Monday, April 29, 2013

The Blue Sky


Vincent Van Gogh (1853-1890). Portrait Of Woman In Blue


I forgot to tell you, that I saw the most glorious blue sky yesterday. Not gray or dusky white or glaring bright, but an inspiring, calming blue sky hovering over the fresh, new greens of spring...


Henri Matisse (1869-1954) Young Woman in a Blue Blouse, Portrait of Lydia Delectorskaya the Artist's Secretary


Henri Matisse (1869-1954). The Romanian Green Bluse, 1939


Pablo Picasso (1881-1973) Woman in a Plumed Hat 1901


Vincent Van Gogh (1853-1890). Portrait Of Adeline Ravoux



Saturday, April 20, 2013

American Women & Children by Jacob Eichholtz 1776-1842



Jacob Eichholtz (American Painter, from 1776 to 1842) Old Ann Coleman (Mrs. Robert Coleman), c. 1820


The first Became aware of Jacob Eichholtz (1776-1842), when i Roamed the halls of the Maryland Historical Society in Baltimore During the 1980s. He was born north of Baltimore in Lancaster County, Pennsylvania, where he tried His hand at being a tinsmith, a cooper, & amp; a sign painter. But His passion was for painting portraits. He wrote of His unexpected friendship with Thomas Sully in Lancaster County in 1808, "Chance about this time threw a painter into the town of my residence. This in a moment my DECIDED make as to the arts. Previous to the arrival of this painter, I had made ​​some rude Efforts with tolerable success, having nothing more than a Bootjack for vane, and anything in the shape of a brush, for at that time brushes were not to be had, not even in Philadelphia. At length I was lucky enough to get a few half-worn brushes from Mr. Sully, being on the eve of His departure for England. This was a great feast to me, and enabled me to go on until others were to be had. "   In 1811, Eichholtz visited Gilbert Stuart in Boston, & amp; Began a lifelong series of exhibitions with the Society of Artists at the Pennsylvania Academy of the Fine Arts. Probably before 1820, Eichholtz was painting portraits in Baltimore & amp; Beyond, from Pittsburg to Delaware. By 1821 he had set-up a studio in Philadelphia; where he painted, until he returned to Lancanster County in 1832, painting portraits until His death 10 years later.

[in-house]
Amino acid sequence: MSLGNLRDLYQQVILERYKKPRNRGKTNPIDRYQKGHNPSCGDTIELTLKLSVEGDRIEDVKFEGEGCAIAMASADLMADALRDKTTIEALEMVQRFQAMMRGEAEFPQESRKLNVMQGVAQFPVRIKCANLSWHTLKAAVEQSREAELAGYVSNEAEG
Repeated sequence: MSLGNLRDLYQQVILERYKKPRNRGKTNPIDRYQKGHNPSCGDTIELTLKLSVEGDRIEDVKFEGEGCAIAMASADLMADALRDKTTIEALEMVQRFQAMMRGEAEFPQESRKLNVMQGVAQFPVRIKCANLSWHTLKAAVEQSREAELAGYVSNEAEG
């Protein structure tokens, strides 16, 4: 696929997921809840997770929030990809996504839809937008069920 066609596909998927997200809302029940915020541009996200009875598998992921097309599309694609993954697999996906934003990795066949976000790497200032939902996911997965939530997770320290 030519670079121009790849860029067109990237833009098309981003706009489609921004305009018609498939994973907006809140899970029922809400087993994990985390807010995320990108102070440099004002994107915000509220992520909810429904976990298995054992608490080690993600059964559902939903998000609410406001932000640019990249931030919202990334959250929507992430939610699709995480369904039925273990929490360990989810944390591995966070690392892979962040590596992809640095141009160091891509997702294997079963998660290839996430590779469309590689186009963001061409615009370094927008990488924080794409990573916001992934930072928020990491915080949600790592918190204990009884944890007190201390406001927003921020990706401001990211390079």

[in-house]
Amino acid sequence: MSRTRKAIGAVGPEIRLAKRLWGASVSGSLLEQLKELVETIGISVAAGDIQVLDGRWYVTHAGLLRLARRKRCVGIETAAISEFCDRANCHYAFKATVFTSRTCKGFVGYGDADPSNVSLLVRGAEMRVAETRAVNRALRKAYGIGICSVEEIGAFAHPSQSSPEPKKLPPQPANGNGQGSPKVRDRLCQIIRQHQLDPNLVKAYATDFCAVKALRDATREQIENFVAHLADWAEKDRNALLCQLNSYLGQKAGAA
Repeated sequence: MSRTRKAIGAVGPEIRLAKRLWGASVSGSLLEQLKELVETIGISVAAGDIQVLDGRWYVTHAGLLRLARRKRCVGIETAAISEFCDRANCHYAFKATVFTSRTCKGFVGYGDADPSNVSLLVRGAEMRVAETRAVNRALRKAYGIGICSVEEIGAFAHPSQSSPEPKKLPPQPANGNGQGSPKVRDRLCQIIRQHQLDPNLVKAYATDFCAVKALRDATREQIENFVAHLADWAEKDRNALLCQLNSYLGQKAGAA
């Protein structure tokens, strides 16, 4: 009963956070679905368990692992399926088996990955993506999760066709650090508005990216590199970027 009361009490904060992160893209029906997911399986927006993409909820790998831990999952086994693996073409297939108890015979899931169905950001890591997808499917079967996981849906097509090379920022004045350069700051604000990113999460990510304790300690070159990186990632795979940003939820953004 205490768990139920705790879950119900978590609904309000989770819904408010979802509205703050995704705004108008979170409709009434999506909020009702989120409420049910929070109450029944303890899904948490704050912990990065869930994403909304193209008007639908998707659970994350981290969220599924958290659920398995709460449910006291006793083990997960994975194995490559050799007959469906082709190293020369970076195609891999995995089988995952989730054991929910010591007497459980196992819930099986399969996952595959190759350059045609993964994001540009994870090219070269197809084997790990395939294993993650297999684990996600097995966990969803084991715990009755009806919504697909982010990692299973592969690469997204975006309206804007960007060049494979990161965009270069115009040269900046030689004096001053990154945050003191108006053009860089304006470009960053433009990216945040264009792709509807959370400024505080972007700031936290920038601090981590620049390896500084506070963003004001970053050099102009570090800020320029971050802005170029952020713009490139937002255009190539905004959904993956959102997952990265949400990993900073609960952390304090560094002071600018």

Jacob Eichholtz (American Painter, from 1776 to 1842) Portrait of a Lady


Jacob Eichholtz (American Painter, from 1776 to 1842) Anna Maria Eichholtz 1838


Jacob Eichholtz (American Painter, from 1776 to 1842) Catharine Hatz Eichholtz 1833


Jacob Eichholtz (American Painter, from 1776 to 1842) Clockmaker's Wife and Daughter


Jacob Eichholtz (American Painter, from 1776 to 1842) Eliza Jacob


Jacob Eichholtz (American Painter, from 1776 to 1842) Eliza Schaum (later Mrs. Frederick Augustus Muhlenberg Hall; 1798-1826) 1816


Jacob Eichholtz (American Painter, from 1776 to 1842) Eliza Teackle Montgomery 1822


Jacob Eichholtz (American Painter, from 1776 to 1842) Elizabeth Hall Mrs. Frederick Augustus Muhlenberg


Jacob Eichholtz (American Painter, from 1776 to 1842) Elizbeth Hoofnagle Markley b 1794


Jacob Eichholtz (American Painter, from 1776 to 1842) Jane Buchanan Lane


Jacob Eichholtz (American Painter, from 1776 to 1842) Julianna Hazlehurst, c. 1820


Jacob Eichholtz (American Painter, from 1776 to 1842) Mehitabel Cox Markoe, ca. 1815


Jacob Eichholtz (American Painter, from 1776 to 1842) Miss Julia Nicklin 1823


Jacob Eichholtz (American Painter, from 1776 to 1842) Mrs. Lawrence Lewis


Jacob Eichholtz (American Painter, from 1776 to 1842) Mrs. Elizabeth Wurtz Elder and Her Three Children 1825


Jacob Eichholtz (American Painter, from 1776 to 1842) Mrs. George Musser


Jacob Eichholtz (American Painter, from 1776 to 1842) Mrs. Jacob Eichholtz 1818


Jacob Eichholtz (American Painter, from 1776 to 1842) Mrs. John Frederick Lewis 1827